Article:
American Historical Staffordshire Platter by Joseph Heath & Company, ca. 1835

Value (2007) | $1,000 Retail$1,500 Retail
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GUEST:
This is my great-great- grandfather's platter, and he won it in a turkey shoot in approximately 1866, 1867. He lived in Fulton County, Illinois, at the time. And it was very special to him, and he came home one day to find his daughters using it to carry the wet laundry out to the clothesline and he became very upset, took it away from them and gave it to his brand-new daughter-in-law, which is my great-grandmother, and knew that she would take care of it. And she, in fact, had a cabinet made for it, to display it. And she's passed it on down through the family.

APPRAISESR: Just looking at the front of it, we can tell that this is an English transferware platter--

GUEST:
Okay.

APPRAISER:
--probably made in the Staffordshire region of England. Now, Staffordshire is not a name of a manufacturer, but just an area of England where many different manufacturers were located. The decorative process is transferware. So they would take a decal-- or a transfer-- and it would be laid on the pottery during the manufacturing process, and it would be fired, and then a glaze would go over the decal to make it permanent, so it would not fade; would not wash away.

GUEST:
To seal it?

APPRAISER:
To seal it; yes. It's very typical to have a border like this that's very floral. Sometimes you would see birds, fruit. The center is also very typical of that time period. Here we have a farmhouse and a farmer in late 18th or early 19th century dress. We have his cow. Just a wonderful pastoral scene.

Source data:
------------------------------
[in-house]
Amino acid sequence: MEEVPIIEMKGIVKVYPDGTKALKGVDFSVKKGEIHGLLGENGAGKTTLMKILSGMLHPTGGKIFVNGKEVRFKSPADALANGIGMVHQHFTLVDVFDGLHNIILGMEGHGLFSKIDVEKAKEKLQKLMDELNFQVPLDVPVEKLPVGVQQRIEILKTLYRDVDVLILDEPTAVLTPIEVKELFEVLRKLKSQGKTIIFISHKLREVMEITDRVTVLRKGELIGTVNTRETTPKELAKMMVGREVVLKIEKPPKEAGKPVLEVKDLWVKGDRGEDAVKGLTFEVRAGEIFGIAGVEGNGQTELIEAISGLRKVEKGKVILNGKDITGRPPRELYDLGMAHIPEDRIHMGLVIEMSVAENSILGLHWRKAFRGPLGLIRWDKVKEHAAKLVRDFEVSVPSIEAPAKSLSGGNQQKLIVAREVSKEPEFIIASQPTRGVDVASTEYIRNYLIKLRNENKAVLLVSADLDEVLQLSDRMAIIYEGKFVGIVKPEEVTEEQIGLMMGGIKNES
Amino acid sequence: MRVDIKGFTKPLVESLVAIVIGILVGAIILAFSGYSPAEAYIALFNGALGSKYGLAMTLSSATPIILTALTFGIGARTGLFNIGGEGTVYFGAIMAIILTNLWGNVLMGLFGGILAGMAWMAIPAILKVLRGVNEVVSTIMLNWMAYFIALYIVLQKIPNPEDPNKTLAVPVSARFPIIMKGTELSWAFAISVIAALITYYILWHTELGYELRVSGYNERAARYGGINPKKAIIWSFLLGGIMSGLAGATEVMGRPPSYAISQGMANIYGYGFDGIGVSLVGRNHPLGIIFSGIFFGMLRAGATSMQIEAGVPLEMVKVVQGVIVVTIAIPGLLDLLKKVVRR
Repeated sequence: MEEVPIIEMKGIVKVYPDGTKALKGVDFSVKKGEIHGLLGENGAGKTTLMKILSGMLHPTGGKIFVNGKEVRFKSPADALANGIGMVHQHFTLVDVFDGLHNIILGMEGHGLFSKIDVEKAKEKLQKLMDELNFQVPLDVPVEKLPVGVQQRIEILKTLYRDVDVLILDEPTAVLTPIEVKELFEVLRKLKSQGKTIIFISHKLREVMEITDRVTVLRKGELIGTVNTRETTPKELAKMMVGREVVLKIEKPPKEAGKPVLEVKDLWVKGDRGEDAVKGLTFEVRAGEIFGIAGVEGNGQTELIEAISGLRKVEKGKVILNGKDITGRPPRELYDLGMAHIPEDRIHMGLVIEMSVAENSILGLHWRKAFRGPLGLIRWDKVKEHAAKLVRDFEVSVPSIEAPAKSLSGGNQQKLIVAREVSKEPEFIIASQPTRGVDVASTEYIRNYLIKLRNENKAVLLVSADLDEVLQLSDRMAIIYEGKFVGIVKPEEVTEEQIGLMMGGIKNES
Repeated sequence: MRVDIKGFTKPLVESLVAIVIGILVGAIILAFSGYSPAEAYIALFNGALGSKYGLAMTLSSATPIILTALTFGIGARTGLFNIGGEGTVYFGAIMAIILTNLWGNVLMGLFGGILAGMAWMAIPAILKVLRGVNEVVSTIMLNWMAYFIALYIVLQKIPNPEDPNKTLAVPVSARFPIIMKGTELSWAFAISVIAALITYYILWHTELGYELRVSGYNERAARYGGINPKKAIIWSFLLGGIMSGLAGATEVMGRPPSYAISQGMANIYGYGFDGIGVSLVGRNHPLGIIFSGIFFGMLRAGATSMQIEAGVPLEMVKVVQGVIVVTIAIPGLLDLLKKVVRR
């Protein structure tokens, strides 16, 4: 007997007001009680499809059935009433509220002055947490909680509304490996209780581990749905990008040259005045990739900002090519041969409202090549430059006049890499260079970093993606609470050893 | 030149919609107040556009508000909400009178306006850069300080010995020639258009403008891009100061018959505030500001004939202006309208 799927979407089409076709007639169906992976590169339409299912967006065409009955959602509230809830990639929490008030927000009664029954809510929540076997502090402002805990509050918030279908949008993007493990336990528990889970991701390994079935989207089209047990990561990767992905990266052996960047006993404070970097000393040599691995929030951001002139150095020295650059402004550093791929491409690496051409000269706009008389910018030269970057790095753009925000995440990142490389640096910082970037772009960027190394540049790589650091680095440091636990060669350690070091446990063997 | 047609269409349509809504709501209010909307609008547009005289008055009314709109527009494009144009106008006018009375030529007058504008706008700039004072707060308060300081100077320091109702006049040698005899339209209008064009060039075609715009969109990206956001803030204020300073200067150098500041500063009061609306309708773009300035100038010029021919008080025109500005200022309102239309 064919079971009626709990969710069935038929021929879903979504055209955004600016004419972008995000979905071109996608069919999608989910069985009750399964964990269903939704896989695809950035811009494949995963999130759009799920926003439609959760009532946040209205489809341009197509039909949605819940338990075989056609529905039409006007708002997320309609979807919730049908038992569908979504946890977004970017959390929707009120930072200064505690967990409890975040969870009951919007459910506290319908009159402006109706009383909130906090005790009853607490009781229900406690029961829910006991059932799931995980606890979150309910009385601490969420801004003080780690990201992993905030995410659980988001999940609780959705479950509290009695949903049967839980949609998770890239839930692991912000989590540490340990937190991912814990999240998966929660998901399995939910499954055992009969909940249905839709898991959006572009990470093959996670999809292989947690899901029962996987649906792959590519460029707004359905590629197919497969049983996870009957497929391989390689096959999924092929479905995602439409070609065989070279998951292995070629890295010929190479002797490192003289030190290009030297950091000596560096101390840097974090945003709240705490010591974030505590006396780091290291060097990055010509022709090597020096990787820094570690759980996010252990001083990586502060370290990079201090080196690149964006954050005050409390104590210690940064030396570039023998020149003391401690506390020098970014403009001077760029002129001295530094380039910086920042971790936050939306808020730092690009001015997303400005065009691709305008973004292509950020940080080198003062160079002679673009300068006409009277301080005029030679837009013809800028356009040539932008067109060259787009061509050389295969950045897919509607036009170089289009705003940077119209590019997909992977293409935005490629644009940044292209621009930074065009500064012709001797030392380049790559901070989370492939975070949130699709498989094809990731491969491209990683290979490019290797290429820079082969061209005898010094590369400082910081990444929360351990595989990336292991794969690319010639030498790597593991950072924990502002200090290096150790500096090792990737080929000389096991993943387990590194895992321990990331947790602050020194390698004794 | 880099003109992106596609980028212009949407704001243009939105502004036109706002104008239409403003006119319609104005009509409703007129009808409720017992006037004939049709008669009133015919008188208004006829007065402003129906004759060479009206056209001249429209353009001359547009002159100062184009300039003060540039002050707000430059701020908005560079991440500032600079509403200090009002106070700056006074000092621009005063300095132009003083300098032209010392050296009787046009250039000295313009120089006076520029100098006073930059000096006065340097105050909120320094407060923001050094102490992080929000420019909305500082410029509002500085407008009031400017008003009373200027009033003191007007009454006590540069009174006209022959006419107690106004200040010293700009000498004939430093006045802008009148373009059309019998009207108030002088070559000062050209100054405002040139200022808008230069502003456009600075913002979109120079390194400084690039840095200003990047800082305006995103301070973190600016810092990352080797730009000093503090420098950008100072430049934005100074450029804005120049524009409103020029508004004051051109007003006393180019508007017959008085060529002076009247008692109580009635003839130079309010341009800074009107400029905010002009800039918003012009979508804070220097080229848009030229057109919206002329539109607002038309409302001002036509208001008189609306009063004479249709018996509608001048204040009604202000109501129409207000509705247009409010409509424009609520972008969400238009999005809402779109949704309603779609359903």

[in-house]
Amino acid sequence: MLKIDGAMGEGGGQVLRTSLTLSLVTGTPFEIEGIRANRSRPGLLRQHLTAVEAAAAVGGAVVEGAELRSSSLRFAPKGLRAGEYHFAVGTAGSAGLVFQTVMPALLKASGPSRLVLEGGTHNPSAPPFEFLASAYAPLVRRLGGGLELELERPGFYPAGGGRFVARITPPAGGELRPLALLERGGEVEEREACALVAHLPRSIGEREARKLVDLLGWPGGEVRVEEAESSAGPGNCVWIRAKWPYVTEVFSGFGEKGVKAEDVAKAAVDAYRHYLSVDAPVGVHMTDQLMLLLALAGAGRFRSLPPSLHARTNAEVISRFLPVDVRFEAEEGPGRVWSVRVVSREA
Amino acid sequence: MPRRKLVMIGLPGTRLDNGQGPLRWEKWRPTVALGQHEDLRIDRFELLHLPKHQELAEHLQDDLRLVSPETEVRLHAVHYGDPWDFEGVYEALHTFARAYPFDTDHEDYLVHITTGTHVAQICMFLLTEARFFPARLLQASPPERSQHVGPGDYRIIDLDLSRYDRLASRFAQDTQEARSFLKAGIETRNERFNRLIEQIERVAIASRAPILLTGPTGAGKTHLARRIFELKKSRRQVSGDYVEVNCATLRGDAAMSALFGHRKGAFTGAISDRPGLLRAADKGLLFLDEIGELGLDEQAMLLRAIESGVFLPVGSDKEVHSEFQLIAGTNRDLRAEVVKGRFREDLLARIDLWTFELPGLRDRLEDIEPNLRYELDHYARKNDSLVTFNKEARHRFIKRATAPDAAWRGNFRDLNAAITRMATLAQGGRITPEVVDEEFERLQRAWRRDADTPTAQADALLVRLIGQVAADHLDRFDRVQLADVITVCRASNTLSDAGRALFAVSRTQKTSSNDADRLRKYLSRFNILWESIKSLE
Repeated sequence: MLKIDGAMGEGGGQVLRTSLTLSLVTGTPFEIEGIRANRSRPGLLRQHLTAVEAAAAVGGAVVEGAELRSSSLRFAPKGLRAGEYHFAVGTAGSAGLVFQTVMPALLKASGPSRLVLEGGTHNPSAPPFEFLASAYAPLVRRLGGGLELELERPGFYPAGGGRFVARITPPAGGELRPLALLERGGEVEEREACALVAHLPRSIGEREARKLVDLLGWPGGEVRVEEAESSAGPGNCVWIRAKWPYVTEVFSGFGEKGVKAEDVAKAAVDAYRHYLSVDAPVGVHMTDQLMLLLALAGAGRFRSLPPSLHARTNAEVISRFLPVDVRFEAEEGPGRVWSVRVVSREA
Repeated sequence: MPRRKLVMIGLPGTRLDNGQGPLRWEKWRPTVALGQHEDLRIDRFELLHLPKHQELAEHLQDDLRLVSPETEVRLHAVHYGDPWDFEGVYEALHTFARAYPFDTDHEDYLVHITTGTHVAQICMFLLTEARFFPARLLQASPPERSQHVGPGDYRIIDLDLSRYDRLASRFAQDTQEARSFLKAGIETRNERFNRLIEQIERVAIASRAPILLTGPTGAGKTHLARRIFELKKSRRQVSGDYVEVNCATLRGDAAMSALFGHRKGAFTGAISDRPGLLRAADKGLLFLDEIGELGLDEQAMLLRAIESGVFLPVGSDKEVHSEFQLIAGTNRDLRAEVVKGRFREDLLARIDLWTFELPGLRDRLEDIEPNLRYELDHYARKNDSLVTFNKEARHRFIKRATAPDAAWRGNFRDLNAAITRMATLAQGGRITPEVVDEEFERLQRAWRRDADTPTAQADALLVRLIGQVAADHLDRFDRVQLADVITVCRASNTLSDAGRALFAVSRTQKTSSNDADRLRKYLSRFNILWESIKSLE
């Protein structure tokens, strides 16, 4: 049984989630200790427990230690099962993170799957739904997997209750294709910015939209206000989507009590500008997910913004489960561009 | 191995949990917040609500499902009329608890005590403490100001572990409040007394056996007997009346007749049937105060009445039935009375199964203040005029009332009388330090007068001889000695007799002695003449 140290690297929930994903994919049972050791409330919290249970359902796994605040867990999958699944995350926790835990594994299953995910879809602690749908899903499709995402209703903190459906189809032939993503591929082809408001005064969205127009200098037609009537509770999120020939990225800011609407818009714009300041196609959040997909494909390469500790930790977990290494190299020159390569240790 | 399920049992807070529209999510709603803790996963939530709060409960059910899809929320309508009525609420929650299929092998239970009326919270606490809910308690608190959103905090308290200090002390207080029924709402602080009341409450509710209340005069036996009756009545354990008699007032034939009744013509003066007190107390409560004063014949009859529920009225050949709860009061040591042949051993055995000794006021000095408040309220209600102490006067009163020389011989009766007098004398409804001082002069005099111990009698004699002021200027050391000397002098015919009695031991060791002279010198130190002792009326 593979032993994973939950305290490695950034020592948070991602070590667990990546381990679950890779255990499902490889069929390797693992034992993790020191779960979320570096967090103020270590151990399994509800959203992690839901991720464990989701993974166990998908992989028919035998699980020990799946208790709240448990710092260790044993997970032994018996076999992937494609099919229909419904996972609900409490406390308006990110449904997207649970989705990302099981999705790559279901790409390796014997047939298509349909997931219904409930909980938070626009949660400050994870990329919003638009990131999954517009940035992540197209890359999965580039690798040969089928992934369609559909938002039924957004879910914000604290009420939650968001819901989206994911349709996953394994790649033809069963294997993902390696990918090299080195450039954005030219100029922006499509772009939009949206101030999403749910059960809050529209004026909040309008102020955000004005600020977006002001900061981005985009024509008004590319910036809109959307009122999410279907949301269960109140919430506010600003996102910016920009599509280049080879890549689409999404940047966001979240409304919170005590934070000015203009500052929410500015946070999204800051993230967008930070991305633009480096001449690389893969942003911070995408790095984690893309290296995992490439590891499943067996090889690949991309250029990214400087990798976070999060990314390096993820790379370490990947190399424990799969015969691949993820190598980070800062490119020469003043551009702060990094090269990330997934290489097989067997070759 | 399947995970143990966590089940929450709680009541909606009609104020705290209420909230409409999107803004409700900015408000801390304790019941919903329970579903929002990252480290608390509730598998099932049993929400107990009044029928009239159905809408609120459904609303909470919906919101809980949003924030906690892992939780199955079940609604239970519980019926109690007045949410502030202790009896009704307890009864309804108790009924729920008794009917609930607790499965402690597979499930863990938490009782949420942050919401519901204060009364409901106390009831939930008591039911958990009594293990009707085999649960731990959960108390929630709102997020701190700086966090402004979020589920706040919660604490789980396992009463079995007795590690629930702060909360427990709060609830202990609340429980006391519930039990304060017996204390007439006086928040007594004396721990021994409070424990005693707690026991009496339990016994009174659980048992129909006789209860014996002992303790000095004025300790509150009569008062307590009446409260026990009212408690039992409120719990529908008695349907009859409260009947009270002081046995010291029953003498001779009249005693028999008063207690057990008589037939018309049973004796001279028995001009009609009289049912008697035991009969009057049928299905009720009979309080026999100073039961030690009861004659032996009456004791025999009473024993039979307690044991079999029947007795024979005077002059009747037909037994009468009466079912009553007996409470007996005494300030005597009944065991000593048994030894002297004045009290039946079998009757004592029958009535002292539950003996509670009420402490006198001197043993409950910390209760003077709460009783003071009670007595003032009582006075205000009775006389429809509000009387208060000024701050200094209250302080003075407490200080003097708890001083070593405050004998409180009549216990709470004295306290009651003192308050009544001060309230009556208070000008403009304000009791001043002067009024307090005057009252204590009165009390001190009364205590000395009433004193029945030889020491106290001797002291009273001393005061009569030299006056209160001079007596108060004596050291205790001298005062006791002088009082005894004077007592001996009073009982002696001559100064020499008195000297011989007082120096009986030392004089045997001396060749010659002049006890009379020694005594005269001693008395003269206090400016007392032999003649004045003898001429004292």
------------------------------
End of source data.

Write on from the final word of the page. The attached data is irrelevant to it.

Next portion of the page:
GUEST:
Mm-hmm.

APPRAISER:
Now, let's take a look at the back of it. Now, here we see that there's a mark, and it says, "The Residence of the Late Richard Jordan, New Jersey," and it says, "J.H. & Company."

GUEST:
Mm-hmm.

APPRAISER:
That is the title of the pattern, and J.H. & the Company--

GUEST:
Oh.

APPRAISER:
--stands for the name of the manufacturer, which is Joseph Heath & Company. This company was in business from about 1829 to 1843,

GUEST:
Oh, wow!

APPRAISER:
which adds a little interesting dimension to the story. If he got it in the 1860s, then it was not new when he got it as a prize.

GUEST:
Oh.

APPRAISER:
Now, what's really great about this is it says, "New Jersey." That's New Jersey in America. It's not an English scene.

GUEST:
Oh.

APPRAISER:
So this platter falls into a special area of collecting, which is called historical Staffordshire transferware, which are scenes that were made in England specifically for the American market, showing American scenes. This pattern came in several different colors, but this is the most typical color in this pattern. Now, most transferware is blue-- we think of blue and white, but they also came in many colors, like this lavender-purple color, green, brown, red, and other colors.

GUEST:
Mm-hmm.

APPRAISER:
Now, there's a small area that looks like blue. Right in here, there's kind of a blue area, and then kind of a little weak area. That's just a manufacturing flaw.

GUEST:
Oh, okay.

APPRAISER:
This type of pottery, when it was made, was very inexpensive. They didn't care about flaws too much, 'cause it was cheap, everyday stuff. If this were just a typical English scene, the value would probably be somewhere in the $300-to-$500 range.

GUEST:
Wow.

APPRAISER:
But because this is an American scene, it is much more desirable.

GUEST:
Oh.

APPRAISER:
A retail value for this platter to a collector of American historical Staffordshire would likely be somewhere between $1,000 and $1,500.

GUEST (laughs): Oh, wow, that's amazing!

APPRAISER:
Well, thanks very much for bringing it in-- I enjoyed seeing it.

GUEST:
Thank you. Thank you.

Appraisal Details

Appraiser
David Lackey Antiques & Art
Houston, Texas
Appraised value (2007)
$1,000 Retail$1,500 Retail
Event
Spokane, WA (August 04, 2007)
Period
19th Century
Form
Plate
Material
Ceramic
October 27, 2008: In this segment, appraiser David Lackey characterizes the man depicted on the Staffordshire platter as a "farmer," because at the time of the recording he was unsure of his identity. Thanks to a viewer in Camden, New Jersey, we now know more about his identity. According to the Web site "Art & Architecture of New Jersey," the man with the walking stick is Quaker preacher and anti-slavery activist Richard Jordan (1756-1826), on his farm near present-day Camden, as sketched toward the end of his life by his friend William Mason.

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